The Coronavirus has us all going a little nuts right now. People swarm to the stores to stock up on toilet paper. Governors across the nation are shutting things down at an unprecedented rate. And we are all cooped up in our houses, working from home and watching Netflix like it’s our job. This isn’t normal, and anybody who tries to play it off as normal is in denial.
I’ve adopted a bit of a new routine. For the most part, I stay at home. For the first time in my life, my job is letting me work from home. This is something that I’ve always said I wanted. Now that I have it, I see that it’s overrated. Perhaps if everything else wasn’t shut down, I’d enjoy it a lot more. But for now it just feels like I’m cooped up.
One of the things I do to counteract the isolation, however, is to go for short drives. I pack a small lunch box with bottles of water and treats. I have a small bucket with hand soap and a gallon of water to wash my hands. And, if I need to pee, I stop somewhere out in the backwoods country to do so. I can do a good two or three hours of driving without interacting with anybody and only getting out of my car in obscure places.
During today’s drive, I thought a lot about this website and the direction I wanted to go with my writing career. I have so many things that I’d like to do, but only so much time to do it. This is a source of great stress for me because it means I’m often paralyzed by indecision about what to work on next.
I also thought about how I recently ended a nine year stint in education. I spent my entire life believing that I was supposed to go into education, feeling like teaching was a calling on my life. Earlier this year, however, I quit in the middle of the school year. The stress and the struggles created by my job became too much for me, and I jumped ship.
For the meaning of life differs from man to man, from day to day and from hour to hour. What matters, therefore, is not the meaning of life in general but rather the specific meaning of a person’s life at a given moment.–Viktor Frankl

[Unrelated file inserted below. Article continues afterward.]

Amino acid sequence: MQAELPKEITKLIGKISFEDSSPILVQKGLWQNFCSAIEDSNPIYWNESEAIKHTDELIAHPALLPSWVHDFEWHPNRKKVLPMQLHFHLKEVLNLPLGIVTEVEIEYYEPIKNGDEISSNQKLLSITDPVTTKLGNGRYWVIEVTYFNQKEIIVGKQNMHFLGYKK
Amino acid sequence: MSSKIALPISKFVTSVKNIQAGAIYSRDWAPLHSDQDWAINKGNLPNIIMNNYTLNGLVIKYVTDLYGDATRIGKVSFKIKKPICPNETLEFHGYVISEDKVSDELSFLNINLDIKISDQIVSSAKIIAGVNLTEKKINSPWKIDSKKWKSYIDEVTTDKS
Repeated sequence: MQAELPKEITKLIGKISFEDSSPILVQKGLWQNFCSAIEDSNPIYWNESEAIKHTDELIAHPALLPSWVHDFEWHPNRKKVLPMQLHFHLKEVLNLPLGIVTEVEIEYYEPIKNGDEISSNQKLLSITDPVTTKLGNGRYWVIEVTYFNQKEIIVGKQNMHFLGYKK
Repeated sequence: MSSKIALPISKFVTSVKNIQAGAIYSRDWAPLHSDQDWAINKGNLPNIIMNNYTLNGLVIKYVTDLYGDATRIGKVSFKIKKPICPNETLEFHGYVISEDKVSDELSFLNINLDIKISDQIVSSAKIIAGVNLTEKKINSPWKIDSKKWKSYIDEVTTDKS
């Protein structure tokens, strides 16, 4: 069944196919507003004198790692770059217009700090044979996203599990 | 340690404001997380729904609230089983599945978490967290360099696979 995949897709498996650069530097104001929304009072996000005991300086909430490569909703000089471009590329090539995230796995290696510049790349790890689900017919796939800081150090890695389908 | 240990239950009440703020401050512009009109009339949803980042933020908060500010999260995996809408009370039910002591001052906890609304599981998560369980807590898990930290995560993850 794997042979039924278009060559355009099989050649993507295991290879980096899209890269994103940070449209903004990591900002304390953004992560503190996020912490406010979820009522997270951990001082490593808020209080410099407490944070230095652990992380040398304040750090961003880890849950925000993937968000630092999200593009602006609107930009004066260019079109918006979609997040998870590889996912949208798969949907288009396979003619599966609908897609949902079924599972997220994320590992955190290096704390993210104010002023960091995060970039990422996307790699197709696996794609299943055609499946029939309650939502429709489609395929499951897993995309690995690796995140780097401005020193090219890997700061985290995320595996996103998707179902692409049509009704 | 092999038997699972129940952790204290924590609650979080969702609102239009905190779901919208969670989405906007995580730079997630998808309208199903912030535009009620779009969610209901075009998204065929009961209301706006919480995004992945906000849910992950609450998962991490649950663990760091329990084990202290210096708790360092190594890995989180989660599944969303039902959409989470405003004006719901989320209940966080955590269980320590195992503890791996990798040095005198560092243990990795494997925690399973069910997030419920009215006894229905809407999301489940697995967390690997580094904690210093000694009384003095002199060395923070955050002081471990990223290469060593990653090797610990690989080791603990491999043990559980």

I managed to find another job in Engineering (what I did before becoming a teacher), but I never really had time to process the feelings of leaving education behind. On top of that, my kids are really grown up these days (my son is sixteen and my daughter is almost fourteen). I realized that during the past ten years, I spent a lot of time focusing on two major life purposes: being a dad and being a teacher.
And, now, both of those purposes are either out of my life entirely (teaching) or scaled way down because my kids are growing up and getting their own lives. I had this breakdown moment in my car where I realized that I am currently living for no real purpose anymore. At least not for the purposes that defined the past couple of decades for me.
And, yes, I’ll admit, I cried. Oh, who am I kidding? I sobbed like a schoolgirl who just got beat up by a bully. And, in my grief, I thought about my mom. My dear saint of a mother who passed away in 2018. As you might have guessed, it wasn’t the best of moments for me.
While I was crying, though, I said something that snapped me back to reality. I told myself that I needed to dream a new dream. I’m not going to sit and pretend like that made everything okay, but it has made me think about things in a more constructive way since I said it.
I suppose we all face moments of crisis in our lives. For me, it’s been a few years of total shit show after total shit show. And with the virus going around, it looks like there’s no end in sight. It doesn’t help that I’m middle-aged and thinking about my mortality. I can totally see why people have mid-life crises.
When I got home, I was reading stuff on Facebook and a fellow comic book nerd made a post about how he thought Spider-man 2 was one of the best superhero movies of all time. And I have to say, I don’t disagree with him. It reminded me of this scene, this beautiful scene, where Aunt May inspires Peter to do the right thing:
I gotta admit, it made me a little teary-eyed. It was very synchronistic. If you’ve read my new book, you will understand why I believe that God exists in the synchronicities of our lives. I see the speech that she gave Peter as inspiration for me to move forward and to dream a new dream.
It reminds me of a quote I posted on Facebook a few days ago:
When we are no longer able to change a situation – we are challenged to change ourselves.–Viktor Frankl
With the uncertainty of this virus, I think we are all being asked to change ourselves. Life is going to keep serving up shit sandwiches, but we have to keep learning how to process them for the good of our own experience. Collectively we are suffering right now, but individually we can rise above it.
Today I am challenging myself to dream a new dream. To imagine a new purpose for my life. And if you’re reading this, I imagine it’s because God or the universe or whatever is challenging you to do the same. It’s time to think ahead. We won’t be cooped up forever. This is going to end and, when it does, I think we all need to decide where we go from here.